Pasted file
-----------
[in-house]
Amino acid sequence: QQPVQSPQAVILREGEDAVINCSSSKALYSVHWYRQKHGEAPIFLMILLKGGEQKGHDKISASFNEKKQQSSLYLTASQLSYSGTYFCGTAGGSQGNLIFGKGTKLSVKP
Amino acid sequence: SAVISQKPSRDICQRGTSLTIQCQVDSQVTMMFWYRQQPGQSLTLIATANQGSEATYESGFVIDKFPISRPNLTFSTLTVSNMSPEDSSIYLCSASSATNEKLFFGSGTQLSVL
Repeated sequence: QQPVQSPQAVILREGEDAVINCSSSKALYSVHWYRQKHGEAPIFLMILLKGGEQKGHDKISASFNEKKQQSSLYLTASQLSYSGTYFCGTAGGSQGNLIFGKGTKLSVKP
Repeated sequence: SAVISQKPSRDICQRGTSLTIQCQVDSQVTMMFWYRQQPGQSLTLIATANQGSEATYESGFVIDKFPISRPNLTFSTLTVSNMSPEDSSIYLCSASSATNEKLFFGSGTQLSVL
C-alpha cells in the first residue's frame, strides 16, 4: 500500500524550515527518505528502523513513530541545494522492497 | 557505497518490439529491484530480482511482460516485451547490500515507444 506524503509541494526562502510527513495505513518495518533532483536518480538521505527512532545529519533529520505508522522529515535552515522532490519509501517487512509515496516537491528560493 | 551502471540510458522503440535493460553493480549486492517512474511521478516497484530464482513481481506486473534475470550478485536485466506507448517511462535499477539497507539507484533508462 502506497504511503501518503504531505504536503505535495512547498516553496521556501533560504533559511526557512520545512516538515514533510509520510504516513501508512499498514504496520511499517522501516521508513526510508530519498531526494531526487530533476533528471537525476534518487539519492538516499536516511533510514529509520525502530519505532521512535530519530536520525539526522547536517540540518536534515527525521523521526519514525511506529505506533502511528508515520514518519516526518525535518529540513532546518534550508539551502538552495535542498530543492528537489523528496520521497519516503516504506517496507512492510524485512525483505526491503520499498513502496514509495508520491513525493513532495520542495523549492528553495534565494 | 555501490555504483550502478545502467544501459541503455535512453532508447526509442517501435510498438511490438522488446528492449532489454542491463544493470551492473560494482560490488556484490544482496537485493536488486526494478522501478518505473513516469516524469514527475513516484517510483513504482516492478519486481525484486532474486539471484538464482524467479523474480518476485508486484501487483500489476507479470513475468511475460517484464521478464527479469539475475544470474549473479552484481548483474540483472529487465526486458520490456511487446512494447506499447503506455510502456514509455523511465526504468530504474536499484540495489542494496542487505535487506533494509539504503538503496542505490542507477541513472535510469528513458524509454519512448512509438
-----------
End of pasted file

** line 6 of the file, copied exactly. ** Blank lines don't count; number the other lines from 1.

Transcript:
C-alpha cells in the first residue's frame, strides 16, 4: 500500500524550515527518505528502523513513530541545494522492497 | 557505497518490439529491484530480482511482460516485451547490500515507444 506524503509541494526562502510527513495505513518495518533532483536518480538521505527512532545529519533529520505508522522529515535552515522532490519509501517487512509515496516537491528560493 | 551502471540510458522503440535493460553493480549486492517512474511521478516497484530464482513481481506486473534475470550478485536485466506507448517511462535499477539497507539507484533508462 502506497504511503501518503504531505504536503505535495512547498516553496521556501533560504533559511526557512520545512516538515514533510509520510504516513501508512499498514504496520511499517522501516521508513526510508530519498531526494531526487530533476533528471537525476534518487539519492538516499536516511533510514529509520525502530519505532521512535530519530536520525539526522547536517540540518536534515527525521523521526519514525511506529505506533502511528508515520514518519516526518525535518529540513532546518534550508539551502538552495535542498530543492528537489523528496520521497519516503516504506517496507512492510524485512525483505526491503520499498513502496514509495508520491513525493513532495520542495523549492528553495534565494 | 555501490555504483550502478545502467544501459541503455535512453532508447526509442517501435510498438511490438522488446528492449532489454542491463544493470551492473560494482560490488556484490544482496537485493536488486526494478522501478518505473513516469516524469514527475513516484517510483513504482516492478519486481525484486532474486539471484538464482524467479523474480518476485508486484501487483500489476507479470513475468511475460517484464521478464527479469539475475544470474549473479552484481548483474540483472529487465526486458520490456511487446512494447506499447503506455510502456514509455523511465526504468530504474536499484540495489542494496542487505535487506533494509539504503538503496542505490542507477541513472535510469528513458524509454519512448512509438